Driving to dinner with the woman who would become (and still is) my wife, turning her on to Uncle Tupelo and pinot noir and reefer......"Whiskey bottle...or Jesus, not forever, but just for now...")

Oh, to be young again.
posted by BitterOldPunk at 8:32 AM on June 9, 2002

an album that dates me back to my early teens has to be guns n' roses' use your illusion ii everything was great in my life, when i listen to that album i feel that everything is going to get alright after all. i'm still not able to listen to estranged without ripping me some tears, it resumes my love life very well.

prodigy's smack my bitch up reminds me of a rainy day inside a datsun '83 smoking pot with my friends… in those days i got stoned every day! i didn't really go to school.

david bowie's live @ BBC 6/27/2000 has great songs and it really turns on my good mood.

right now i'm listeninig sonic youth's sugar kane back in the days whean i was a freshman…

great thread stavros… you just made all of us to trigger a flashback in our memories, and that is just great. there had passed so many time since the last day i recapitulated and i'm starting to do it thanks to this thread… kind of magical
posted by trismegisto at 8:34 AM on June 9, 2002

Stevie Ray Vaughan's Couldn't Stand The Weather is to me what Never Mind The Bollocks is to dong_resin. And it makes me feel like everything is right with the world.

Radiohead's Kid A seems to be one of those albums that affects a lot of people, it keeps showing up here. It reminds me of falling in love in the early winter, when you can smell the cold coming. It's a happy album to me.

Ice Cube's Death Certificate instantly transports me to an old apartment and the smell of paint: my roomie and I spent hours listening to that album while we decorated.

It's pretty amazing what our brains can do with music.
posted by biscotti at 8:45 AM on June 9, 2002

it is good to see sanity. 'Blizzard of OZ' and 'Moving Pictures' was my intro into the addiction.
i always love this little ditty by Jethro Tull...

"on (pleasant?) platform
do your soft-shoed shuffle da-ha-ance
brush away the cig-rette ash thats falling down your pa-ha-ants. And ya sadd-ily wondered does your nurse treat your old man the way she should-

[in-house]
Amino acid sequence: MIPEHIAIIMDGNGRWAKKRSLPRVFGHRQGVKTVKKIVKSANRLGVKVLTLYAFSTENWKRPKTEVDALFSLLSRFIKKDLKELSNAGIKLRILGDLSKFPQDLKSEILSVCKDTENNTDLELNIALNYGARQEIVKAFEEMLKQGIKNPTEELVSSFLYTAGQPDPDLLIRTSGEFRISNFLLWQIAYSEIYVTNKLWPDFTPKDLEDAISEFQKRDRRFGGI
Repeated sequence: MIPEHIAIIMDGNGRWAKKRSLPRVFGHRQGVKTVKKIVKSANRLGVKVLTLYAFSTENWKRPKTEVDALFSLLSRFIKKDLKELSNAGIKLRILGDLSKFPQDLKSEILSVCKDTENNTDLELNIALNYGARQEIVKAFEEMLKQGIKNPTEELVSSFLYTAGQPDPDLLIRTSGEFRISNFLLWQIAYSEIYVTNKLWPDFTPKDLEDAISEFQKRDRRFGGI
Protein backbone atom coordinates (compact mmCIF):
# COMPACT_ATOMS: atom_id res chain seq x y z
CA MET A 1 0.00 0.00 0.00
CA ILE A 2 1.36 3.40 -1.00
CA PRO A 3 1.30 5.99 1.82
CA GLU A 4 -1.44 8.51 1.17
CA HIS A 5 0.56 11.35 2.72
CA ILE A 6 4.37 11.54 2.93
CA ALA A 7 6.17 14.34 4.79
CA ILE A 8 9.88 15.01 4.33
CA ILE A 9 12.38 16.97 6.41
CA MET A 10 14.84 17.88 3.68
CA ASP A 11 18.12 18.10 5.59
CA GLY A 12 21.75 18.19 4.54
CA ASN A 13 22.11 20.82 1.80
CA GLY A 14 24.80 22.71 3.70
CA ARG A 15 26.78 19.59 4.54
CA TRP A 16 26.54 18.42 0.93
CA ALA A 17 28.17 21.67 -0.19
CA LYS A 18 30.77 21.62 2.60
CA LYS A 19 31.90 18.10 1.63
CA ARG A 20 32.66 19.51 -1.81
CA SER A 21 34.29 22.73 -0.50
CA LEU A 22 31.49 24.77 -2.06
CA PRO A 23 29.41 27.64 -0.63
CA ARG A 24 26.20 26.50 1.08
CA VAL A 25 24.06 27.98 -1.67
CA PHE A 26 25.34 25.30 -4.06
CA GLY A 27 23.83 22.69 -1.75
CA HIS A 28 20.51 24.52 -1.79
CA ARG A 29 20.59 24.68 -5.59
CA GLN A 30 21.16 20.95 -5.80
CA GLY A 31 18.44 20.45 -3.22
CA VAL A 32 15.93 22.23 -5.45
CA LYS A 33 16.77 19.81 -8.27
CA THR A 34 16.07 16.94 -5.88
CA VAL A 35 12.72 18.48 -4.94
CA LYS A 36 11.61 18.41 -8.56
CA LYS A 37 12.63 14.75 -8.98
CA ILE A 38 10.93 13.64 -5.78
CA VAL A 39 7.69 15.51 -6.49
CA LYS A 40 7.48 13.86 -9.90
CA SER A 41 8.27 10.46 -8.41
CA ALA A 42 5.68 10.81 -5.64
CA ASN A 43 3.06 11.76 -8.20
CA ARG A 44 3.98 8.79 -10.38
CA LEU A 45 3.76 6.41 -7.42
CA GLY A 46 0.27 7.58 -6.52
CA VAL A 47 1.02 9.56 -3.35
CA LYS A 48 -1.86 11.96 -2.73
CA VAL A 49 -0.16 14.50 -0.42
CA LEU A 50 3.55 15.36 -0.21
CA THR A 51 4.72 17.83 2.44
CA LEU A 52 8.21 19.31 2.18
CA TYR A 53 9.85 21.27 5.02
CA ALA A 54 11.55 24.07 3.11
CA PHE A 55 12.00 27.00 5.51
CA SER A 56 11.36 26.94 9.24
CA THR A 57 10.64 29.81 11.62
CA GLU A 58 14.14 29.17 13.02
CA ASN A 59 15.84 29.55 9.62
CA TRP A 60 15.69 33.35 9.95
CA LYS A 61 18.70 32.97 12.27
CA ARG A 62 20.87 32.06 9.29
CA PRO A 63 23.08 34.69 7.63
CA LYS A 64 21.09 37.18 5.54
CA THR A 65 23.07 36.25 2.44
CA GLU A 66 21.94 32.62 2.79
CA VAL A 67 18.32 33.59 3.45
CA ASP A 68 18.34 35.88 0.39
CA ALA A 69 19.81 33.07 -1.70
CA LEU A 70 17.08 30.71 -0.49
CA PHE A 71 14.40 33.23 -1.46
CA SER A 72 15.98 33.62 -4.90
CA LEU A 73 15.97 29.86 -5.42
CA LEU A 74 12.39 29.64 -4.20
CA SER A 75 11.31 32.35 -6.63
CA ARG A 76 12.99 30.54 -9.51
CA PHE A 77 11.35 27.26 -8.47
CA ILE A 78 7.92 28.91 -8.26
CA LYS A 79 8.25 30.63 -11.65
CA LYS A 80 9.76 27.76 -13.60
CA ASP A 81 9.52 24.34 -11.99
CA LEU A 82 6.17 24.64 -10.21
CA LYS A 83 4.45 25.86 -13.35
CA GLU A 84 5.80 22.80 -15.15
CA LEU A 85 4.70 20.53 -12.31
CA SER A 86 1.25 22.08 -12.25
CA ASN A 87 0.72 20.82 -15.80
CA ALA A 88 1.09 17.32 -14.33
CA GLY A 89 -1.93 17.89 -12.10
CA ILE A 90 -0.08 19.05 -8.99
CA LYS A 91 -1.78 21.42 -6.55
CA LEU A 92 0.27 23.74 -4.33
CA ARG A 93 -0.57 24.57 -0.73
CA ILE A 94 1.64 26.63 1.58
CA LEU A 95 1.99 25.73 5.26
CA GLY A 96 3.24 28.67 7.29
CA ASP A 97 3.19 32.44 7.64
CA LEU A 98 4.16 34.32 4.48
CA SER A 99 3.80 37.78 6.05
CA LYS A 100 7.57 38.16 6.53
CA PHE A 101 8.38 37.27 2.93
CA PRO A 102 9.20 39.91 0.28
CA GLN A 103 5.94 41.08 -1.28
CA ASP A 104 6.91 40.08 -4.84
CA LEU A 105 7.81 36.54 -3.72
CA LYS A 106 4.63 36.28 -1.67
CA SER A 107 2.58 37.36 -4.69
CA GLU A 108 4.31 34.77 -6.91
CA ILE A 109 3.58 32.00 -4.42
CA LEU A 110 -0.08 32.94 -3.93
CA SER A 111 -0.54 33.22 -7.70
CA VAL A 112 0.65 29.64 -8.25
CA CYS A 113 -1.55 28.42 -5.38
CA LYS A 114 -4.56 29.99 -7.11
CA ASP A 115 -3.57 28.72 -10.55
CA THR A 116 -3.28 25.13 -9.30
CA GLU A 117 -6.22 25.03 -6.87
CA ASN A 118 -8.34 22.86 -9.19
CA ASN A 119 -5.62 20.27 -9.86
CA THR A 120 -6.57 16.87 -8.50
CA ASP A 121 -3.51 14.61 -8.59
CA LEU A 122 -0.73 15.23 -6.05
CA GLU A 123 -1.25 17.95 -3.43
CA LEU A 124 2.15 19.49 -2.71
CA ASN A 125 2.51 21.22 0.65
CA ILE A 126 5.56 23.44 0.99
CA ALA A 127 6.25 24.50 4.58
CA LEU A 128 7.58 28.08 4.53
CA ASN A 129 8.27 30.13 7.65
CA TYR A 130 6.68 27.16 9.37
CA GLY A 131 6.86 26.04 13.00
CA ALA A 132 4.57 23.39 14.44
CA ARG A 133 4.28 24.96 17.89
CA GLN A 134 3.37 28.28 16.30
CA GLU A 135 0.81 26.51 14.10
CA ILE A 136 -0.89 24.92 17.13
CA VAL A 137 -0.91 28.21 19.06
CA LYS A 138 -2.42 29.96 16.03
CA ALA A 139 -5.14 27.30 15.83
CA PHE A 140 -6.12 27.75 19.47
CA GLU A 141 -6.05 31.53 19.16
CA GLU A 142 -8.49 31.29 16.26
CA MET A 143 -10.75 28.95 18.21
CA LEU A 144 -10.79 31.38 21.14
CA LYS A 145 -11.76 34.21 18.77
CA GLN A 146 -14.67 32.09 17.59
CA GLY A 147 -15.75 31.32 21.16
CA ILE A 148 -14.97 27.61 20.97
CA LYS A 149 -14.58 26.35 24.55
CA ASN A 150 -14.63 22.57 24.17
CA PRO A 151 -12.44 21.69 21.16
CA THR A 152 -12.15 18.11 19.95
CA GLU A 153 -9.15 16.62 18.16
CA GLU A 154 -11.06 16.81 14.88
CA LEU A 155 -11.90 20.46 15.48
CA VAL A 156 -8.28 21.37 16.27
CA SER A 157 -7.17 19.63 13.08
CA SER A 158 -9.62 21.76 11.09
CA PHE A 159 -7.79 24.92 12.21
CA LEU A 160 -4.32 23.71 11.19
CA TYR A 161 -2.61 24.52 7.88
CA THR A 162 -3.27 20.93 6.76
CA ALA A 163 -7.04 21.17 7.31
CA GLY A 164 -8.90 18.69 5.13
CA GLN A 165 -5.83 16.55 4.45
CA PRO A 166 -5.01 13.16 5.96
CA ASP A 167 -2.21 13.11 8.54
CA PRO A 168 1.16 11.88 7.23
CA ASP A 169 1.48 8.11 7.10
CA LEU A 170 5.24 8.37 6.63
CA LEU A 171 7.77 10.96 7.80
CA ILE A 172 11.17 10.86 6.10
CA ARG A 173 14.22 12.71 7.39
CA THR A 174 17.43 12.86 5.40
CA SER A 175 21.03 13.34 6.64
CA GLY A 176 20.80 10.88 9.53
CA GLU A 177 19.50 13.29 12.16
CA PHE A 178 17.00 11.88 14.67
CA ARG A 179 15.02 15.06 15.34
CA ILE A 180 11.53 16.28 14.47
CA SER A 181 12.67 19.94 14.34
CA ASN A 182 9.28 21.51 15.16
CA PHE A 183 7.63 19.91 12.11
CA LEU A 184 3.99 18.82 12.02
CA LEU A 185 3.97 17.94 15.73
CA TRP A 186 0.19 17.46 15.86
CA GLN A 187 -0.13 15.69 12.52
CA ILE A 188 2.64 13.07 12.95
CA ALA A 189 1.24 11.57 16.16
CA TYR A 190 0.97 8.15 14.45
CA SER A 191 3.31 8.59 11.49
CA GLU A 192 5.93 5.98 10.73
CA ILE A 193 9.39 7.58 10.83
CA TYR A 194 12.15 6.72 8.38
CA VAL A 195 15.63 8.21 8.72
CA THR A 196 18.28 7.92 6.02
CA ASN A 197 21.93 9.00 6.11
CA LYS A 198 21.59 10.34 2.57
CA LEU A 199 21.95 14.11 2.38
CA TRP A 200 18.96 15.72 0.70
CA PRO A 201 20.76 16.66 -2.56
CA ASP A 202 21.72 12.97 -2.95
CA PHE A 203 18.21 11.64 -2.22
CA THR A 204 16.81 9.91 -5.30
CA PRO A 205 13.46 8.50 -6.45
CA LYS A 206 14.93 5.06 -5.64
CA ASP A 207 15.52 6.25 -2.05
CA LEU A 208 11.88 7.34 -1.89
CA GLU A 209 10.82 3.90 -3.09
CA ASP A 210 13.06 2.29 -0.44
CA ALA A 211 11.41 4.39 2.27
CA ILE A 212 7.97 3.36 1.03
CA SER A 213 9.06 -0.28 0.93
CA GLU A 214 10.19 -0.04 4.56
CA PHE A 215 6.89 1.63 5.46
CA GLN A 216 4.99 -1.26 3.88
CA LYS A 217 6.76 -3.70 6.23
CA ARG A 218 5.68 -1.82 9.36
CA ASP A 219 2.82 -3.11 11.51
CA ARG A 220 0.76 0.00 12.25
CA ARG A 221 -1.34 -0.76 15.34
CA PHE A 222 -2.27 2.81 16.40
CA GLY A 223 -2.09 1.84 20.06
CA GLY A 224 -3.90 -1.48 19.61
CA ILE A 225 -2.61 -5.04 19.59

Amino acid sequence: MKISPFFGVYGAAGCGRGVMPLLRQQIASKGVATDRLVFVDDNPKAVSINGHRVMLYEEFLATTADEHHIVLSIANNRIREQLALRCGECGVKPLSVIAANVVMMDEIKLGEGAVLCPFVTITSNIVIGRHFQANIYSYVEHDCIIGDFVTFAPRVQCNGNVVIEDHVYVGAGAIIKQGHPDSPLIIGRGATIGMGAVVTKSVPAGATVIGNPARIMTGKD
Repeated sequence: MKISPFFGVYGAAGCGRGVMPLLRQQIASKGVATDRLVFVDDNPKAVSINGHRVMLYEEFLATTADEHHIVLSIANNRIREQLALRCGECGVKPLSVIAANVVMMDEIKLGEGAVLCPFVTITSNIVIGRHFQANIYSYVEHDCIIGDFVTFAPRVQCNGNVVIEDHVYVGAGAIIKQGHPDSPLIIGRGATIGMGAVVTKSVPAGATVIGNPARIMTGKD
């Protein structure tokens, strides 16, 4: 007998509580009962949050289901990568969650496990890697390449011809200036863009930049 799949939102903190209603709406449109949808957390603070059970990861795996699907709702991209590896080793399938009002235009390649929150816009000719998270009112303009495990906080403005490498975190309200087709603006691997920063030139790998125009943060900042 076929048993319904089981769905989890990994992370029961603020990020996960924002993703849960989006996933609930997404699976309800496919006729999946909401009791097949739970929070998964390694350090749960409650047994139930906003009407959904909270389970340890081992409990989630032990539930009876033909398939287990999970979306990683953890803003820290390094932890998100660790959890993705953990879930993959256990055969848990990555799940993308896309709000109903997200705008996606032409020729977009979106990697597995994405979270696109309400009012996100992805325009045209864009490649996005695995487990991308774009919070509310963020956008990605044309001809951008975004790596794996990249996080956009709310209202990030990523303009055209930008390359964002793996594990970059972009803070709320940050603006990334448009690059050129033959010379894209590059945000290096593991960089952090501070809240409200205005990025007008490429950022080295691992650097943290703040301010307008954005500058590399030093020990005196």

she made you tea asked for your autograph-
what a laugh."

er, from memory.
posted by clavdivs at 8:47 AM on June 9, 2002

Talking Heads' "Little Creatures" still pisses me off. It was played four times at the Theatre Gallery in Dallas as we waited for the Butthole Surfers to show up back in the day. Keep in mind, they had already played it once before the shitty openning act, The Loco Gringos, did their thing. Grumble.
posted by shagoth at 8:55 AM on June 9, 2002

Bowie, Heroes, used to punch holes in my skull when it was new. I haven't heard it in some years.

> Van Halen's 1984 album brings back memories.
> Jump especially.

Me, too, sort of. I sold records then and I had to DJ a junior high dance or two at the time. The little girls loved the entrance of Eddie's big organ.

> what was the first 45 single you bought?

I don't remember, but the first ones I dug out of the stack abandoned by older siblings were mid-sixties hits, Beatles songs on swirly Capitol labels, etc.
posted by pracowity at 8:56 AM on June 9, 2002

"On Preston platform..."

Pretty good, clavdivs. My friend and I sat around in the attic of another firend's barn and figured that song out late one night, him on guitar, me, vocals.
posted by evanizer at 9:03 AM on June 9, 2002

"Double Nickels on the Dime" by The Minutemen

amen, true, and how!
posted by billder at 9:10 AM on June 9, 2002

My first 45 was a used one of Kyu Sakamoto's "Sukiyaki" purchased when I was 7 years old. The first new 45 I purchased was a purple vinyl one of "Purple Rain" when that came out- bought because it was purple, the song was an afterthought.
posted by evanizer at 9:13 AM on June 9, 2002

In order:

1986(?) I buy the Cure's Kiss Me Kiss Me Kiss Me at Camelot Records in Hagerstown Maryland. That record is so much about being 14 for me. Man -- those opening cords -- the instrumental that it opens with is just fantastic.

1989 Morissey's Viva Hate Comes out. I purchase a car. I drive around thousands fo miles listening to this. When I hear this or The Stone Roses all I can see are the farms whipping by my 1981 Honda Civic 1500DX 5-speed hatchback.

1991 My Bloody Valentine's Loveless comes out. I smoke my first joint listening to it (I smoke it because of it.) Man, this is getting me all misty.